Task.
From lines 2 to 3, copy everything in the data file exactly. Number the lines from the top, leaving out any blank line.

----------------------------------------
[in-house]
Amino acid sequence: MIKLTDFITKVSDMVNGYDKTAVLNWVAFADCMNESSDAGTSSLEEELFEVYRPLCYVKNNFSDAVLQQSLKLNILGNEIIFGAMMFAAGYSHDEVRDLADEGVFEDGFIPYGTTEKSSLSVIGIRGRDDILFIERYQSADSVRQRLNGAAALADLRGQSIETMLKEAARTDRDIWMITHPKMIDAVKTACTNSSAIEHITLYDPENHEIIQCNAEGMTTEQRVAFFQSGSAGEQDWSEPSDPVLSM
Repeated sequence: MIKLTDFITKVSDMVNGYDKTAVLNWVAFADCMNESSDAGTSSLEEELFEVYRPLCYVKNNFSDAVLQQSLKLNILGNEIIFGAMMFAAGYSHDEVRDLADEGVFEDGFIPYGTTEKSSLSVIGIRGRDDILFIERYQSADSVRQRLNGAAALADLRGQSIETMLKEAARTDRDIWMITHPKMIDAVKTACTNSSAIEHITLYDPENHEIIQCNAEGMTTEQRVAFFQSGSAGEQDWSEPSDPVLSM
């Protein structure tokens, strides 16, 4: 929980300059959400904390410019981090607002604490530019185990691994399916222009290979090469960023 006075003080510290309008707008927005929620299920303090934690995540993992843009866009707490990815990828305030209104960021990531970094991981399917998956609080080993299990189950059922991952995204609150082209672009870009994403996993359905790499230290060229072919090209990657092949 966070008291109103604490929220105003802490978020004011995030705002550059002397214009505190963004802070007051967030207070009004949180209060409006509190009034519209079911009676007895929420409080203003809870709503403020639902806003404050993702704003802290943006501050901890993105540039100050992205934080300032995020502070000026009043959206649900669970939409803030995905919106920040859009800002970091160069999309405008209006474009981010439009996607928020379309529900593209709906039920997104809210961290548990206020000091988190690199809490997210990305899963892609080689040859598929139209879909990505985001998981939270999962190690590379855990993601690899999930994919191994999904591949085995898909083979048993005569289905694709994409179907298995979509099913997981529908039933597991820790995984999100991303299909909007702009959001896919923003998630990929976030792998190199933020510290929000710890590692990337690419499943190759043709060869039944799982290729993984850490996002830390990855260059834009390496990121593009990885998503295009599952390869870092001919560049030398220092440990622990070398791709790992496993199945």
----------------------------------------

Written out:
Amino acid sequence: MIKLTDFITKVSDMVNGYDKTAVLNWVAFADCMNESSDAGTSSLEEELFEVYRPLCYVKNNFSDAVLQQSLKLNILGNEIIFGAMMFAAGYSHDEVRDLADEGVFEDGFIPYGTTEKSSLSVIGIRGRDDILFIERYQSADSVRQRLNGAAALADLRGQSIETMLKEAARTDRDIWMITHPKMIDAVKTACTNSSAIEHITLYDPENHEIIQCNAEGMTTEQRVAFFQSGSAGEQDWSEPSDPVLSM
Repeated sequence: MIKLTDFITKVSDMVNGYDKTAVLNWVAFADCMNESSDAGTSSLEEELFEVYRPLCYVKNNFSDAVLQQSLKLNILGNEIIFGAMMFAAGYSHDEVRDLADEGVFEDGFIPYGTTEKSSLSVIGIRGRDDILFIERYQSADSVRQRLNGAAALADLRGQSIETMLKEAARTDRDIWMITHPKMIDAVKTACTNSSAIEHITLYDPENHEIIQCNAEGMTTEQRVAFFQSGSAGEQDWSEPSDPVLSM